With all the hiking Andy and I did over the summer, I've hardly had time to edit the photos I've taken, let alone write posts. Thankfully, now that fall and rainy weekends have arrived, I finally have some time to catch up, starting with a lovely, laid back weekend we spent at Greenwater Lakes and Lost Lake in late July. The six mile trail is gentle for the first two miles until you reach the second Greenwater Lake. Over these first two miles, we passed many families with young kids out for a short, easy backpacking trip. There was a bit of added excitement at the first stream crossing, where the log bridge has been damaged by winter storms. Even though the bridge was tilting rather awkwardly, it was clearly the safest option for crossing Greenwater River, and we managed to make it across without incident. I read that two weeks after our hike, the Washington Trails Association took a work crew to reset the bridge, which would have been an impressive feat to watch, or better yet, participate in!
This hike didn't have much in the way of the grand panoramic views I've been seeking out lately, but I'm so glad Andy chose it! What the trail lacked in large-scale views, it more than made up for in flora and fauna. On our hike in to the lakes, we found what was possibly the coolest fungi either of us had ever seen. When Hydnellum peckii is mature they look pretty unremarkable, but the young fungus ooze a red fluid that looks remarkably like blood, hence the common name "bleeding Hydnellum." Andy was especially excited about this fungus, and we were both amazed when I looked it up on the drive home and learned that while it's far too bitter to be edible, the extremely toxic looking mushroom is not poisonous. For once, Andy was the one holding us up on the trail taking too many photos!
Even with the fungus break, we made good time on the easy trail and made it to Lost Lake early in the afternoon. We even arrived early enough to snag what we agreed was the best campsite on the lake! After setting up camp, we both found comfortable logs to lounge against and settled in for an afternoon of reading in the shade. We watched the resident geese circle the lake, and kept an eye out for fish, but didn't see any surfacing. By sunset, a brisk wind was blowing in from the lake and it was downright cold, so we ate a quick dinner, then retreated to the tent for a little more reading.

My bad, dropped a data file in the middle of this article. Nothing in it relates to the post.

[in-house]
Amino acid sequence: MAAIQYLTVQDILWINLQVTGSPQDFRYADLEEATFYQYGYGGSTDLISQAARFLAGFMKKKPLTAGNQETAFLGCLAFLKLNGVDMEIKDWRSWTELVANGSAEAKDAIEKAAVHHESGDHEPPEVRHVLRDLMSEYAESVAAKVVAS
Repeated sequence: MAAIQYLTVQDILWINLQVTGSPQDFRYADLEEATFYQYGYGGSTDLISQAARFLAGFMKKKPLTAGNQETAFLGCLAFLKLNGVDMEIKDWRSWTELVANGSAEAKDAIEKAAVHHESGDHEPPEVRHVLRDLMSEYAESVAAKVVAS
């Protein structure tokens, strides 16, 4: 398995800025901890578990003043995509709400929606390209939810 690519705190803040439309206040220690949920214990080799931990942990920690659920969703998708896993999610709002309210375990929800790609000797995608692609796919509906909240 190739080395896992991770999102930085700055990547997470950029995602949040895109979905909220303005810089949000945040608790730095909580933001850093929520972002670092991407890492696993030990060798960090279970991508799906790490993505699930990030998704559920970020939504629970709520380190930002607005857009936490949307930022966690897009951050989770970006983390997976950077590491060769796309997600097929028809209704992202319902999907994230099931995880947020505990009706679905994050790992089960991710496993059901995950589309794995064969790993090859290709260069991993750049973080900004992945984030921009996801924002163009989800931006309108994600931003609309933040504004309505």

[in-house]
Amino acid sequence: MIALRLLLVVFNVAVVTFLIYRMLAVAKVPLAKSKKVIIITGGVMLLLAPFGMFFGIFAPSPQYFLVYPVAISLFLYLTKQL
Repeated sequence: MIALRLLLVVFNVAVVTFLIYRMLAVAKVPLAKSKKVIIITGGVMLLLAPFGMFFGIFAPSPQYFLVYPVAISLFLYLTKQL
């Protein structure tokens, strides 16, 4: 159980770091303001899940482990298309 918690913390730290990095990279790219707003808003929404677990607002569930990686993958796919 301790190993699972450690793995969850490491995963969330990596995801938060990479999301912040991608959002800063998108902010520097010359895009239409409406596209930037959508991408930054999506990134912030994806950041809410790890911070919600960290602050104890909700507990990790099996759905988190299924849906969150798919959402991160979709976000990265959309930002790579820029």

It was still cold when we crawled out of the tent the next morning, so we warmed ourselves by packing quickly and heading back for home. Along the way we made a stop to explore nearby Quinn Lake, and while venturing out on a log floating in the lake, I stumbled upon a sleeping river otter! He woke and gave me a good long stare, but didn't seem bothered until Andy climbed out onto the log as well, at which point he slipped into the water with barely a splash and vanished under the water. Soon enough he resurfaced, and we watched as he swam around the tiny lake. Eventually he must have tired of his audience, and he disappeared again, giving us the motivation to continue our hike back to the trailhead. The hike from Quinn Lake back to the car was much less exciting, but this was truly a trip I won't soon forget!